Advertisement

School Leadership Unmasked: ‘Forming’ Leaders, Trans-forming Leadership?

  • Ciaran Sugrue
Chapter
Part of the Studies in Educational Leadership book series (SIEL, volume 20)

Abstract

This concluding chapter brings together various strands of the leadership mosaic that are provided in the preceding chapters. It does this in a sequence of 7 ‘leadership lessons’ that are grounded in the lives and work of the 16 participants in the study while the purpose is to synthesise in a coherent yet open ended manner these lessons that make up the Irish case. These lessons are discussed and connected with extant literature while there is an emphasis throughout on the necessity for leadership formation to be addressed systematically and a concomitant requirement to alter significant aspects of systemic structures in order to build leadership capacity in a sustainable yet relatively unrestrained manner. Toward the end of the chapter, the focus shifts to using these lessons as the basis for leadership formation for a more transformative leadership agenda, and connects this with contemporary international literature thus identifying key concerns as appropriate programme content, with important caveats to avoid prescription despite the prevalence of performativity policy scripts. One important means of avoiding such overly prescriptive leadership formation programmes is to have multiple providers while their programmes will need to recognise the importance of intellectual input that is evidence-informed partnered by the wisdom of practice, of mentoring and shadowing, but in a manner that leaves spaces also for informal learning. In the absence of such an encompassing programme of leader formation the transformative potential of leadership will remain under-developed.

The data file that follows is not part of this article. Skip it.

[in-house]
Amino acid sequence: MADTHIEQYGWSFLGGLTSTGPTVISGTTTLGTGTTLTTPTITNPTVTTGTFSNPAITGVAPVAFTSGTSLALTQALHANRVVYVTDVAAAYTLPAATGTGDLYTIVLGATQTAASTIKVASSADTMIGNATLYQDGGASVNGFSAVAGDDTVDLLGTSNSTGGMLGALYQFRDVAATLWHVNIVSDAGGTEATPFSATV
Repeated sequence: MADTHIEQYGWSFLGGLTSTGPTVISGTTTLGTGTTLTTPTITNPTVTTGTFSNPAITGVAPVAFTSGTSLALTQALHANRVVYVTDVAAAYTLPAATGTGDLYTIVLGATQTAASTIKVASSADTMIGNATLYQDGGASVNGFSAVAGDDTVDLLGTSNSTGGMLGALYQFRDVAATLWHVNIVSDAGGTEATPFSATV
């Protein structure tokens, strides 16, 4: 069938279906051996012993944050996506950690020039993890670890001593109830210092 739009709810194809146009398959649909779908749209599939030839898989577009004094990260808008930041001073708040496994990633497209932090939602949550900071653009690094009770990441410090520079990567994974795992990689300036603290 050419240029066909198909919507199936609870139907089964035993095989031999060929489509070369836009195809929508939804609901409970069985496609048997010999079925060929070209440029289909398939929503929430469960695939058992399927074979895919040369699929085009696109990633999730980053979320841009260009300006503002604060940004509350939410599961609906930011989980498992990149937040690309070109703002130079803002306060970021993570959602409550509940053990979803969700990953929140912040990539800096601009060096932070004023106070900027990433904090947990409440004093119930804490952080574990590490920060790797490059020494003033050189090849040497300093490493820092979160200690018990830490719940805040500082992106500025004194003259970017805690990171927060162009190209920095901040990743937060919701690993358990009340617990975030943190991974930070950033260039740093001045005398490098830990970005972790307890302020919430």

Keywords

Transformative Leadership School Community Informal Learning Revolving Door Leadership Formation 
These keywords were added by machine and not by the authors. This process is experimental and the keywords may be updated as the learning algorithm improves.

References

  1. Archer, M. S. (2007). Making our way through the world human reflexivity and social mobility. Cambridge: Cambridge University Press.CrossRefGoogle Scholar
  2. Ball, S. (1994). Educational reform: A critical and post-structural approach. Buckingham: Open University Press.Google Scholar
  3. Barber, M., Whelan, F., & Clark, M. (2012). Capturing the leadership premium how the world’s top school systems are building leadership capacity for the future. London/New York: McKinsey & Company.Google Scholar
  4. Biesta, G. (2007). Why “what works” won’t work: Evidence-based practice and the democratic deficit in educational research. Educational Theory, 57(1), 1–22.CrossRefGoogle Scholar
  5. Biesta, G. (2010). Good education in an age of measurement ethics, politics, democracy. Boulder/London: Paradigm Publishers.Google Scholar
  6. Catholic Primary School Managers Association (CPSMA). (2007). Management board members’ handbook (Revised 2007, pp. 1–405). Dublin: Veritas.Google Scholar